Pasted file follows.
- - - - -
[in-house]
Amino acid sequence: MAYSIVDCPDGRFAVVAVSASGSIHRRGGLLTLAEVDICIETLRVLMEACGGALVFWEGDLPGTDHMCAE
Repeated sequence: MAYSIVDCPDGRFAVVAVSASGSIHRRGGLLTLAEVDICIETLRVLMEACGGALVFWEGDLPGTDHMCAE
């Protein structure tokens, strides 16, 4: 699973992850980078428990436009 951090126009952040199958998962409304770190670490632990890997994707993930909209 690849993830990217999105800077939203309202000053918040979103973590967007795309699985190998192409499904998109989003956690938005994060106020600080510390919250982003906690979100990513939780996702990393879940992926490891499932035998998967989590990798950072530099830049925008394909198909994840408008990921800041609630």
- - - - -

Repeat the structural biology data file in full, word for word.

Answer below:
[in-house]
Amino acid sequence: MAYSIVDCPDGRFAVVAVSASGSIHRRGGLLTLAEVDICIETLRVLMEACGGALVFWEGDLPGTDHMCAE
Repeated sequence: MAYSIVDCPDGRFAVVAVSASGSIHRRGGLLTLAEVDICIETLRVLMEACGGALVFWEGDLPGTDHMCAE
């Protein structure tokens, strides 16, 4: 699973992850980078428990436009 951090126009952040199958998962409304770190670490632990890997994707993930909209 690849993830990217999105800077939203309202000053918040979103973590967007795309699985190998192409499904998109989003956690938005994060106020600080510390919250982003906690979100990513939780996702990393879940992926490891499932035998998967989590990798950072530099830049925008394909198909994840408008990921800041609630």